With the rise of smartphones as omnipresent work tools, things have suddenly changed, and IT managers are now managing devices that may have more personal than enterprise data on them.

Keeping the “personal” side of a smartphone secure is not just a question of ethics and privacy; those actions will also help keep everything on the device — enterprise and personal — more secure.

Here are some steps IT managers can take to configure staff smartphones for maximum protection of employee data and privacy.

1. Start with basic security settings and enforce with mobile device management (MDM)

Smartphones are easy to lose and are attractive targets for theft. So, securing against these events should be Step One both for employee privacy and enterprise self-protection. Even in the most relaxed bring-your-own-device (BYOD) program, protecting against loss and theft means there are some basic smartphone security options that every device should have at all times:

Setting long passcodes and requiring biometric authentication

Enabling automatic installation of security and application software updates

Restricting application choices to trusted stores

If the smartphone has an official enterprise MDM agent installed, then controlling these settings is easy and obvious. If not, the remote device management features that are built-in when the user links to corporate or cloud-based Exchange email servers can be used to control these most basic settings. Effectively, once the smartphone is linked to corporate email, you have basic MDM control over the device.

Getting these three settings on every employee’s smartphone will do more than anything else to keep personal data private. A fourth setting, enabling encryption, is worth mentioning — but since all modern smartphones already do this by default, IT managers’ main concern should be ensuring that encryption is not disabled by the user.

Enterprises that have a single smartphone platform may have additional options available. For example, if you’ve gone 100 percent Samsung, you can use the cloud-based Knox Configure to predefine security settings for all devices applied from the moment they’re powered on.

2. Secure data in motion

IT managers know they need to protect corporate data in motion by enabling end-to-end encryption between enterprise servers and enterprise smartphone applications. But they have almost no control over user applications that sit on the same devices, which deserve the same protections. The risks are particularly high when staff choose public Wi-Fi networks to save battery, data usage or speed communications, as there’s generally zero privacy assurance associated with these types of networks.

To build security on top of public Wi-Fi, IT managers can offer corporate VPN services that provide always-on protection by encrypting and tunneling all traffic — corporate and internet — back to an enterprise VPN server. This not only provides strong data encryption and privacy of all data and metadata but also gives the IT manager the opportunity to apply content filtering to the stream, block malicious websites and intercept known malware and viruses.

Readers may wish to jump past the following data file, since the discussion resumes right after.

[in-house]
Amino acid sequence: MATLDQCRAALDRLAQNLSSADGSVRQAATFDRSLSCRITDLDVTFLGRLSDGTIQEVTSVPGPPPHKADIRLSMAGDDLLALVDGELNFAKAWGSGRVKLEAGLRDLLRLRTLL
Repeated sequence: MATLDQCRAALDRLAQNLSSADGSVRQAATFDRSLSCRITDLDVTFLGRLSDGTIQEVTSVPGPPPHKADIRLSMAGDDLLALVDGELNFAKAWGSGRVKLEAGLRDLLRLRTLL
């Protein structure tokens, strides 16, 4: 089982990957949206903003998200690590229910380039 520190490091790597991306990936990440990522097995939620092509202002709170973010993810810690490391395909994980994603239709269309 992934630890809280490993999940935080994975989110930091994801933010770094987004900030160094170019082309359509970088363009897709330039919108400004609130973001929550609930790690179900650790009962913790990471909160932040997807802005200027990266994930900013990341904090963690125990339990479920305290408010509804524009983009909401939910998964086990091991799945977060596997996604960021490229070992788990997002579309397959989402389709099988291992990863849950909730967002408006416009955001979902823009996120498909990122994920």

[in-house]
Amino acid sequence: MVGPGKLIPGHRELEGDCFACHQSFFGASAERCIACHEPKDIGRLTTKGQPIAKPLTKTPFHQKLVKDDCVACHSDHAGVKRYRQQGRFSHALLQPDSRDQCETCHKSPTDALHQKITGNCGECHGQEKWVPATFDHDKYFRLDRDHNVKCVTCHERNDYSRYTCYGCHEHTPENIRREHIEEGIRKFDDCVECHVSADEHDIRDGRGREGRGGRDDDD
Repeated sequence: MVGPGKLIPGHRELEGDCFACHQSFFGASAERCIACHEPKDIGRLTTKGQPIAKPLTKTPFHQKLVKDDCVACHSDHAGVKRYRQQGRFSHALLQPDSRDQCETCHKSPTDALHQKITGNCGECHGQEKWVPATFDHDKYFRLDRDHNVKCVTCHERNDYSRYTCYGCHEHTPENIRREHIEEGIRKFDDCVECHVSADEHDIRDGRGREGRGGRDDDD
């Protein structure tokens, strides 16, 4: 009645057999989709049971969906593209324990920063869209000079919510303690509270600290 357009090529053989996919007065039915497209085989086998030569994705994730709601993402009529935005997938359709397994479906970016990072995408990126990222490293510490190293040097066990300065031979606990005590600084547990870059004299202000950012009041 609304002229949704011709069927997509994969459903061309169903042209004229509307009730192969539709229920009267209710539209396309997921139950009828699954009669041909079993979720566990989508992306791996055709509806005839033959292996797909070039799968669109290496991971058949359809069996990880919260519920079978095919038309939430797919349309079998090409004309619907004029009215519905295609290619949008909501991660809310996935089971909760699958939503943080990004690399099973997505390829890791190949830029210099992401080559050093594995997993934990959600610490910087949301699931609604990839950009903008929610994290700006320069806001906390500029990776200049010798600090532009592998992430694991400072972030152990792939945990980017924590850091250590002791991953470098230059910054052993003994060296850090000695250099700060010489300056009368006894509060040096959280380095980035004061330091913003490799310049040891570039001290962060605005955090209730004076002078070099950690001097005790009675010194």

If backhauling both business and personal traffic to an enterprise data center or cloud point-of-presence isn’t a good option, IT managers can turn to any of the many cloud-based VPN services that are available to encrypt and anonymize traffic. A corporate subscription to one of these third-party services is a small operational expense that can provide an array of security services to staff smartphones.

Another option is to discourage all public Wi-Fi usage from the start. For example, if you’re negotiating with a carrier for a voice and data plan for all staff, go for one with an extremely high data cap — or none at all — so users aren’t tempted to jump on every public Wi-Fi network they find in order to save bits. At the same time, if you have MDM installed, you can use smartphone settings to keep data on carrier networks and off public Wi-Fi, such as requiring the user to launch Settings to pick a Wi-Fi network, rather than having a list of networks pop up every time the smartphone gets in range of an access point.

Whatever you do, back it all up with a strong user education campaign on the dangers of public Wi-Fi networks. Carrier data networks are not entirely trustworthy either, but they present a much lower risk to personal data. Make sure that users understand that even encrypted applications running over encrypted Wi-Fi networks can’t be trusted not to leak private and personal information.

3. Good backups and remote wipe go hand in hand

Remote wipe is a powerful tool that end users and help desks can use when a smartphone is lost, and this will be accessible to corporate IT staff as part of the MDM or email linkage of the device. At the same time, though, you have to ensure that personal and enterprise data are always backed up. Employees will hesitate to report a lost device or to wipe it themselves if they think that they’ll lose a lot of important personal data. Remote wipe usually comes with other features, including remote lock and “find my device.”

Samsung Cloud offers free cloud-based backup services that provide continuous protection for personal data. (Google and Apple offer similar services for Android and iOS users as well.) If users are concerned about storing their personal data in the public cloud or sharing so much location information, there are also third-party cloud-based backup services for mobile devices that offer a higher degree of privacy and confidentiality.